Posted by on Jul 22, 2013 in Blog, Featured, Posts |


Image credit: Map of the City of Detroit in the State of Michigan, 1835, Library of Congress


By Jason Zweig

5:32 pm ET  July 19, 2013



The massive bankruptcy of Detroit this week could put bondholders in jeopardy of not getting all their money back.

It isn’t the first time that the holders of bonds issued in Michigan have had problems: Something similar happened 170 years ago.

In the aftermath of the real-estate bubble of the mid-1830s and the bust that followed, Michigan became one of nine states to repudiate at least part of their debts.

According to William Amasa Scott’s history of states that reneged on their loans, originally published in 1893, the state of Michigan borrowed $5 million in 1837 – at least $110 million in today’s money – to finance internal improvements. At first, most of the bonds were bought by merchant banks in England and the Netherlands. But the panic of 1837 was in full cry, land values collapsed and the American banks that took the rest of the bonds soon went bust. In 1841 and 1842, the state of Michigan found itself unable to meet the interest payments on the bonds.

Michigan was far from alone. Pennsylvania, Florida, Mississippi, Arkansas, Indiana, Illinois, Maryland and Louisiana also defaulted on their debt around the same time. Several, including Michigan, repudiated – or failed to pay back – at least a portion of their debt.

In his outstanding book America’s First Great Depression: Economic Crisis and Political Disorder After the Panic of 1837, Alasdair Roberts writes:

“Michigan fever” was raging in 1836; in that year, more public land was sold to settlers in Michigan than had been sold in the entire [United States] in 1833… In March 1837, legislators [authorized] a cross-state canal and three cross-state railroads…comprising almost one thousand miles of rail and canal, within a one-hundred-mile band of largely unsettled territory…Michigan’s legislators did not intend to finance the improvements through taxes. Following the model of the Erie Canal, they would borrow the whole amount…

Michigan, after a struggle to place the bonds, ending up selling two-thirds of them to the private, Philadelphia-based Bank of the United States and to the Morris Canal and Banking Co., a New Jersey outfit that was operating jointly as a canal developer and an international bank. But the banks were leveraged to the hilt and ended up pledging their Michigan bonds to European investors as collateral for the two banks’ own debts.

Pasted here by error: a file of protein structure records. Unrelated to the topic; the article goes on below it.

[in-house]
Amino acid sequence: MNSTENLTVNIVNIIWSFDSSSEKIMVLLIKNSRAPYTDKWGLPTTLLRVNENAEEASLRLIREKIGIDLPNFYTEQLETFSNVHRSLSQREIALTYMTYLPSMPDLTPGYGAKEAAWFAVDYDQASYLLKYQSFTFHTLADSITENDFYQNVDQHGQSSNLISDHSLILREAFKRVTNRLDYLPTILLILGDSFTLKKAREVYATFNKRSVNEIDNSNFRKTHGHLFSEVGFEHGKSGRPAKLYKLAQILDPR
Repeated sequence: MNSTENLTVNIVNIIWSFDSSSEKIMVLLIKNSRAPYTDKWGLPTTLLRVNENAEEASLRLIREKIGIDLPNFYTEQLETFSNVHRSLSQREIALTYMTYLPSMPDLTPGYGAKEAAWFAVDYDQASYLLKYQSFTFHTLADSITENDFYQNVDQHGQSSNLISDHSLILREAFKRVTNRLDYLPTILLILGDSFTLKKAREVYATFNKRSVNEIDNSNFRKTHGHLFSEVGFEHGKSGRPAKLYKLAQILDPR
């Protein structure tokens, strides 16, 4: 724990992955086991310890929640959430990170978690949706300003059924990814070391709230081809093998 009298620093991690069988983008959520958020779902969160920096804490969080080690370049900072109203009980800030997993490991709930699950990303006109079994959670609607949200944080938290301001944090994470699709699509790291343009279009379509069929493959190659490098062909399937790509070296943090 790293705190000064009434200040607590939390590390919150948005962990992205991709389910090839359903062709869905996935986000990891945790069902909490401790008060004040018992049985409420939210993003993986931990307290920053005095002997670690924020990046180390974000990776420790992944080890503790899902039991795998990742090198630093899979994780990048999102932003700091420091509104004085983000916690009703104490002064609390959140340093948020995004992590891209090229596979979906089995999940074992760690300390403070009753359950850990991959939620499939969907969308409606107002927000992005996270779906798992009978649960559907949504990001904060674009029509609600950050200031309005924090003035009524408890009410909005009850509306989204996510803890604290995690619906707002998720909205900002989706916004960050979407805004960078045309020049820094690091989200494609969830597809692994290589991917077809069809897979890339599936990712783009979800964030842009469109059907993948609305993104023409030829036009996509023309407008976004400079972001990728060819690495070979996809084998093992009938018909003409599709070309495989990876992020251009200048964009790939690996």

The Bank of the U.S. and the Morris Canal had promised to pay Michigan the $3.7 million they owed the state over the course of four years – but, once the banks went bust, the bonds were gone and Michigan didn’t have the money the banks had promised for them. The holders of the bonds, mostly in Europe, demanded payment, but the cupboard was bare – so Michigan was forced to default.

The grandstanding was intense. Charles Butler, a New York lawyer acting as agent for the big London banks that largely held the bonds, negotiated on the scene in the early 1840s. The Michigan legislature, he wrote at the time according to Roberts, was “an impulsive body…[with] queer notions of matters of things…It is all a lottery.”

Michigan ended up privatizing much of its public-works projects to raise some revenue and, as its economy recovered, paid off most of its debt by 1849.

The silver lining: As research by economic historian John Dove has found, the states that defaulted or repudiated, like Michigan, ended up imposing strict constitutional amendments to limit the amount of debt they could issue. Michigan ended up banning any pledge of its credit to a private corporation seeking to borrow under its aegis and also outlawed the purchase by the state of any private company’s stock – practices that had previously been common among U.S. states. As a result, argues Dove, Michigan’s bonds ended up trading at higher prices in the 1860s, after European investors returned to the U.S. bond market, than those of states that didn’t impose such limits.

In the long run, then, Detroit’s default could be good news for Detroit and the municipal-bond market alike.

But that long run could be long indeed.


Source:, Total Return blog